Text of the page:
The bloggers who participate in the WBBT pick their own interviews - who they want to talk to and what they want to talk about. They track people down and ask politely for interviews and do all their own research and coding and whatnot. No canned book promos, no canned questions (unless you count things like my "speed round", which I ask everyone I interview).
The full schedule of interviews, along with snippets selected by Colleen, can be found in this Chasing Ray post, but here are some of the quotes that particularly resonated for me this week:
From my interview of L.K. Madigan, author of Flash Burn-out and The Mermaid's Mirror:
In some ways it was liberating to write from the male perspective. Even in our enlightened 21st century, it seems that boy characters are still allowed to behave in ways that are judged more harshly in girls. A boy character dates a lot of different people, rather than having a serious relationship? He’s carefree and easy-going. A girl character does the same? She’s just easy. A boy character disobeys his parents? He’s bold and strong-willed. A girl character does the same? She’s a brat.
From Liz Burns's interview with Paolo Bacigalupi, author of Ship Breaker at A Chair, A Fireplace, & a Tea Cozy:
I think in some ways, you’re always researching. I travel a lot. I read a lot of books. It all becomes mulch. And then when you’re building a fictional society, you have lots of touchstones to guide you. Sometimes you steal something, sometimes you use a real world example as a template, but you’re looking for those touchstones.
Adam Gidwitz, author of A Tale Dark and Grimm was interviewed over at Fuse #8, and had this to say. (I know it's long, but it's so worth it):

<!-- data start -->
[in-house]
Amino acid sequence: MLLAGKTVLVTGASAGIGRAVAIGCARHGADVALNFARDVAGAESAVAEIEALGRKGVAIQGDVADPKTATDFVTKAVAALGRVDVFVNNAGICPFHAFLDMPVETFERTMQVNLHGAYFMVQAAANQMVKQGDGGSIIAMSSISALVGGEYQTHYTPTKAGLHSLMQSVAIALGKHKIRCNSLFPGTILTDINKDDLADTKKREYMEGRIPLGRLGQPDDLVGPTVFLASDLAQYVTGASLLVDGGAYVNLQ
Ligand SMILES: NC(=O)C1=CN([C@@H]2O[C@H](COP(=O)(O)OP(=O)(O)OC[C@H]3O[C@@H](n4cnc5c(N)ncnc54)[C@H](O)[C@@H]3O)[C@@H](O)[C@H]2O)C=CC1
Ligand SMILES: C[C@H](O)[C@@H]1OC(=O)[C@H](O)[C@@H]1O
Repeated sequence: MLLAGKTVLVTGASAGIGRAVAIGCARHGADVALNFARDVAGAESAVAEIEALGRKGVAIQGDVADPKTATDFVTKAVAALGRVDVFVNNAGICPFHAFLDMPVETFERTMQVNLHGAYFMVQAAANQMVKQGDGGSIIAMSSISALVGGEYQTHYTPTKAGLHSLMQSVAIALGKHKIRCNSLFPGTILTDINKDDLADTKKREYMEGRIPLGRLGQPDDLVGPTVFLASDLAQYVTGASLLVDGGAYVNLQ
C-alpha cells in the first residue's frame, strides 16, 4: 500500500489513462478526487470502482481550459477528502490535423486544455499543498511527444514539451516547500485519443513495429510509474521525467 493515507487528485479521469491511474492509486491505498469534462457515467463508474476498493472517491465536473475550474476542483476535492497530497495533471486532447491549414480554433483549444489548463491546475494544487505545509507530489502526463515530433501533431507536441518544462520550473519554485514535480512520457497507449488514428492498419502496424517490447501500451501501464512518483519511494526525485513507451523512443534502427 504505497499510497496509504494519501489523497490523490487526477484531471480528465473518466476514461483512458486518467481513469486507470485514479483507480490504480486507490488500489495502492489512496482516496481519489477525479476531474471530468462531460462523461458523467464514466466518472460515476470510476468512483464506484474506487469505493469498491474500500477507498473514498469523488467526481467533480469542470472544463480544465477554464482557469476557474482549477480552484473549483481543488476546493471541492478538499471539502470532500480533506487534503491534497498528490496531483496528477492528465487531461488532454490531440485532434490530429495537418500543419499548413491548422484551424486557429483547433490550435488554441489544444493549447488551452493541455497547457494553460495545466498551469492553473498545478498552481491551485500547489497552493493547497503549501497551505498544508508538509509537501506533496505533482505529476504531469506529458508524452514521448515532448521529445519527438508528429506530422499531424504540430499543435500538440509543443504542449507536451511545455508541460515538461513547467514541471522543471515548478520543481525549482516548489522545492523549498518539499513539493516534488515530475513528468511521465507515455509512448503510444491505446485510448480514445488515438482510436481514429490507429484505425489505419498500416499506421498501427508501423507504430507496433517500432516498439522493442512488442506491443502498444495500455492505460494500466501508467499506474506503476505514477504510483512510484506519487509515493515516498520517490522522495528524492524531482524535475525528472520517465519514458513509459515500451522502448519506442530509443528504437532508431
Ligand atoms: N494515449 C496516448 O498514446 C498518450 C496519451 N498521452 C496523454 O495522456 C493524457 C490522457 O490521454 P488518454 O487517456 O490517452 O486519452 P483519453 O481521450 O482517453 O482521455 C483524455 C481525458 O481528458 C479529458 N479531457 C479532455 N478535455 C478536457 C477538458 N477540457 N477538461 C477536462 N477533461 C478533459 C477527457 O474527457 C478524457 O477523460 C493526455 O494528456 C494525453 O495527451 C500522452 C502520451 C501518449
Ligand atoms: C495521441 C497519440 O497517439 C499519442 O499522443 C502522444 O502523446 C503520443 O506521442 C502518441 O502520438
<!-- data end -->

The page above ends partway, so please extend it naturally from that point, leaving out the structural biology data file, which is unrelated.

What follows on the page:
You know, it never occurred to me that I might be writing horror for children until you categorized my book that way in your review. It’s funny. For the longest time it never occurred to me that I even liked the horror genre. I’m still too scared to pick up a Stephen King novel. And I only started watching horror films a year or two ago. What’s interesting about horror films, and what I had never realized until I started watching them, is that horror films are fairy tales for adults. Horror films, the best ones, frequently take one fear, a deep fear, or a deep anxiety, and they multiply it out into events. They create events around a protagonist that make the fear or anxiety real, exist in the world. So, in The Shining, the main character is a writer. His frustration is that he can’t get quiet and space in order to write. This frustration becomes an obsession. It dominates him, it controls him, until he starts taking out his anxiety, his anger, on his family, through murder. Terrifying. Would never happen—well, maybe once in a long while it would happen, when my fiancee’s banging pots and pans while I’m trying to write; yeah, I know how he felt… And that’s exactly the point. What Stephen King has done with that book/movie is that he has identified a deep anger or anxiety and made it real in the world. He has created symbols of it, realizations of it, that are tangible and not just emotional. Which is exactly what fairy tales do. Fairy tales take a daughter’s feelings of under-appreciation, turn them into Cinderella’s mistreatment, and then have her triumph over those who don’t get her, don’t appreciate her. They take guilt about how a child has treated his siblings, and they have a little girl cut off her own finger to open a door in a crystal mountain to set her brothers free (The Seven Ravens). What does cutting off her finger have to do with guilt? With “I made my little brother cry and I feel terrible,” for example? It’s a real world embodiment. It’s a physicalization. It takes a child’s tears and turns them symbolically into blood. And blood happens to be the realm of horror. So, it never would have occurred to me, ever, that I write horror. But you are absolutely right.